*NOTE: Dry-packed scallops are superior to saltwater scallops because they are generally fresher and haven’t been treated with chemicals intended to make them look fuller. Wet-packed scallops don’t brown very well in the pan and tend to release a lot of liquid during cooking.

Scallops With Grapefruit Brown Butter

  • Can’t find scallops near you? >> Try this recipe with trout, sea bass or salmon.
  • The grapefruit juice is particularly good here >> but any citrus juice will work instead, just like pomegranate juice.
  • Want to skip the butter? >> Try this with coconut oil. It won’t brown, but it will melt and emulsify the same way.

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  • 16 to 20 dry-packed seashells (12 to 16 ounces total; see NOTE)
  • fine salt
  • 3 tablespoons extra virgin olive oil, plus more for drizzling
  • 6 tablespoons (3 ounces) unsalted butter, cubed
  • 3/4 cup fresh grapefruit juice
  • 1 1/2 teaspoons finely grated grapefruit peel
  • 2 small radishes, thinly sliced
  • 1 teaspoon mild chili flakes (such as Aleppo)
  • Flaky sea salt, to serve (optional)

Remove the side muscle from each scallop by pulling it off with your thumb and fingers. Pat each scallop dry and sprinkle lightly on all sides with the salt.

In a large stainless steel skillet over medium heat, heat the olive oil until you see a trail of smoke. Use tongs to arrange the scallops clockwise around the pan, starting at 12 noon. Press them down slightly, but don’t move them. After 2 to 4 minutes – depending on the size of the scallops – you should see the edges turn a deep golden brown. Flip the scallops to brown the other side for another 2 to 3 minutes.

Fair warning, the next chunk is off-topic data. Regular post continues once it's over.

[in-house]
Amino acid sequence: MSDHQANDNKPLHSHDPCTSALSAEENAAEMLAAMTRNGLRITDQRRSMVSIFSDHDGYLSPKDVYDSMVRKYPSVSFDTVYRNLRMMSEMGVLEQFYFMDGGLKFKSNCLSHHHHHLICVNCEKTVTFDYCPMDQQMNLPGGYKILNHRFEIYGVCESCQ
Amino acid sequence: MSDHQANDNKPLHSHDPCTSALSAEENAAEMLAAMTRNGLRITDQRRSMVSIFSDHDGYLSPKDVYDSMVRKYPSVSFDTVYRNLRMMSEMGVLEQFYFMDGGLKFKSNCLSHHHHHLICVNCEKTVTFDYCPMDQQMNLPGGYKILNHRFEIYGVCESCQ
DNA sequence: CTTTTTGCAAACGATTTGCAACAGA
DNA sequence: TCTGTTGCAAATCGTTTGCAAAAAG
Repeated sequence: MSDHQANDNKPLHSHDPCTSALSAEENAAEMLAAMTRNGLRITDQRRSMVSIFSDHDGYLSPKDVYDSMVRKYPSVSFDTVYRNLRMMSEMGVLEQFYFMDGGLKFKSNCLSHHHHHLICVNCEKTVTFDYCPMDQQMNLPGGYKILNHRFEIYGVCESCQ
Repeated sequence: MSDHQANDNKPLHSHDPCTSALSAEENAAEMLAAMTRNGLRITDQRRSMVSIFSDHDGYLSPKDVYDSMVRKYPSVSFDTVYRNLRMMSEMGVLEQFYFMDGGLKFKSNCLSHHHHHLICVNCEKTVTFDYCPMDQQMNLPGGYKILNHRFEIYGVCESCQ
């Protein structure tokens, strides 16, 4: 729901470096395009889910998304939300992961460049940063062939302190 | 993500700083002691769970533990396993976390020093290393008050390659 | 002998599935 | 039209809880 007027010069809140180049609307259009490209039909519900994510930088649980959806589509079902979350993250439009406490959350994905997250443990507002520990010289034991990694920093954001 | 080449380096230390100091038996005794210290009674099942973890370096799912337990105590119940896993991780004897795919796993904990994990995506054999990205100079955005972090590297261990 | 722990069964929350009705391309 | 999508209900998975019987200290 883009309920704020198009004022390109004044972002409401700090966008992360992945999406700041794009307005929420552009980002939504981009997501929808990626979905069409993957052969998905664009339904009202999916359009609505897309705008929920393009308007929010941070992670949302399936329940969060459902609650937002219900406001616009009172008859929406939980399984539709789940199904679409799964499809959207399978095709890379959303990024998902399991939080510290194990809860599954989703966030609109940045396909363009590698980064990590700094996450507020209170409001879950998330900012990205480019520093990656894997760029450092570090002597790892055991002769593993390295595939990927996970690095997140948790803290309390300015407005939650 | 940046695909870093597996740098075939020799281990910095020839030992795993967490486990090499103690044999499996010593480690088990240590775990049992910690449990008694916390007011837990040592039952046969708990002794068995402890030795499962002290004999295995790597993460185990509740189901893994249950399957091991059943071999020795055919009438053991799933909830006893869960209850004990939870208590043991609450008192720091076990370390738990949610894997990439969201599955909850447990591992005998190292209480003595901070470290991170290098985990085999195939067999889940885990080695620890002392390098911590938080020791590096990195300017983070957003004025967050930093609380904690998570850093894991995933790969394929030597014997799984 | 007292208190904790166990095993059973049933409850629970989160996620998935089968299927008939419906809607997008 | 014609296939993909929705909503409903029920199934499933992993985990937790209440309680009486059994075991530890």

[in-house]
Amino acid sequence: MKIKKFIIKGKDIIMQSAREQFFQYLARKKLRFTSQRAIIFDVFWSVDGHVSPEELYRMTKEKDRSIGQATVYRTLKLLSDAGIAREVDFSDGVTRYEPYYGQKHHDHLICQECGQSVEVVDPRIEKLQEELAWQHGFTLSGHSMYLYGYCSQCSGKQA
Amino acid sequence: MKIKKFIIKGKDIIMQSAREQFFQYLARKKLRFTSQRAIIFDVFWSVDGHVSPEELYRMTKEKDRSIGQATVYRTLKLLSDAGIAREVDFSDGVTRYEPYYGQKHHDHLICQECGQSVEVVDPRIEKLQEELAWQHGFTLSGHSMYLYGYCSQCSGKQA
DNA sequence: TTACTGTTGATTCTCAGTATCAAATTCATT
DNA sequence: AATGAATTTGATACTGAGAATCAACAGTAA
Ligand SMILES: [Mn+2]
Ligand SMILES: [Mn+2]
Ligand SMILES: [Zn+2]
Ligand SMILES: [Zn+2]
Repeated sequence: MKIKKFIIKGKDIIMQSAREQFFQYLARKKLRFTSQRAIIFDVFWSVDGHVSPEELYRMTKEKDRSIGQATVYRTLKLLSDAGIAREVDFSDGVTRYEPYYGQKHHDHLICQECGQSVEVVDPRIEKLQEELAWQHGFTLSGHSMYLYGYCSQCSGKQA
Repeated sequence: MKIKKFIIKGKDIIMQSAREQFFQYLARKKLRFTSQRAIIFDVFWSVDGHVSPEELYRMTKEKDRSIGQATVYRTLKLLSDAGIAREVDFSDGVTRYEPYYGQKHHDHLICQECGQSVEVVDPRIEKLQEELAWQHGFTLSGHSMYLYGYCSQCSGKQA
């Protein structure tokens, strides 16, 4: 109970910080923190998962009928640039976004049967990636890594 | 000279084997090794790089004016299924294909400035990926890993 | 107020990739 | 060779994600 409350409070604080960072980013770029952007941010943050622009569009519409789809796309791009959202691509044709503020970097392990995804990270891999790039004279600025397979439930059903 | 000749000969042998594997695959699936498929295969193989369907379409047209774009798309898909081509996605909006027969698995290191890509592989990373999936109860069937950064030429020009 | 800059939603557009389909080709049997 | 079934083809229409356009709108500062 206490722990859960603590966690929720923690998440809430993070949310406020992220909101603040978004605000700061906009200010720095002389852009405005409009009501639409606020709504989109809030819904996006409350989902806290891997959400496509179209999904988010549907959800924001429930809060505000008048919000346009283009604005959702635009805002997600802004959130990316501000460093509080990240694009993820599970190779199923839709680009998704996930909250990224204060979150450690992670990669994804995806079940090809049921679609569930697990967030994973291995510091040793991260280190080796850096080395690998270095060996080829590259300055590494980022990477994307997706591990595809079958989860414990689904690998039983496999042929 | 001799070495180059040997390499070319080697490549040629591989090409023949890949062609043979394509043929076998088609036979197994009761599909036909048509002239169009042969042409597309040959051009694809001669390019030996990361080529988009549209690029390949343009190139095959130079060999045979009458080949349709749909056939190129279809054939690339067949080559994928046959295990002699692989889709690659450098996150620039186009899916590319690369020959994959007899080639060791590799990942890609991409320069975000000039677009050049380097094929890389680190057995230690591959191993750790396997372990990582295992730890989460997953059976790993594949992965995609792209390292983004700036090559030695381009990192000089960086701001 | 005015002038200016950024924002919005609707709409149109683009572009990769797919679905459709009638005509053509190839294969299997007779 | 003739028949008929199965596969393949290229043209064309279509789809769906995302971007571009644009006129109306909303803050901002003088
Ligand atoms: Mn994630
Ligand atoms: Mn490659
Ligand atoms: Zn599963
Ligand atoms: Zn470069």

Place the scallops on a platter or divide among 4 plates and keep warm. Drain the excess oil and let the pan cool for 1 minute.

Return the pan to medium heat and add the butter, let it melt. Using a wooden spoon, scrape up any brown bits left over from searing the scallops. (This will give the sauce more flavor.) The butter will foam and after about 1 minute it will begin to smell toasty and brown.

Add the grapefruit juice – be aware that it may splatter a little – and cook, whisking, until the sauce thickens and thickens, 2 to 3 minutes. Remove the pan from the heat and stir in the grapefruit zest. Taste and season the sauce with salt if desired.

Pour the sauce over the scallops and divide the radish slices on top. Sprinkle with the chili flakes, sea salt flakes if desired, and drizzle with more olive oil.

Per serving (4 scallops and 1/4 cup sauce)

Calories: 336; Total fat: 28 g; Saturated fat: 12 g; Cholesterol: 72mg; Sodium: 518mg; Carbohydrates: 8 g; Dietary fiber: 0 g; sugar: 0 g; Protein: 14 g.

This analysis is an estimate based on available ingredients and this preparation. It should not replace the advice of a dietician or nutritionist.

Adapted from “The Cook You Want to Be” by Andy Baraghani (Penguin Random House, 2022).

Tested by G. Daniela Galarza; e-mail questions to [email protected]

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Monday: Green Tahini Salad

Tuesday: Ravioli and asparagus in roasted almond broth

The Recipe Archives of the Eat Gluttonous Newsletter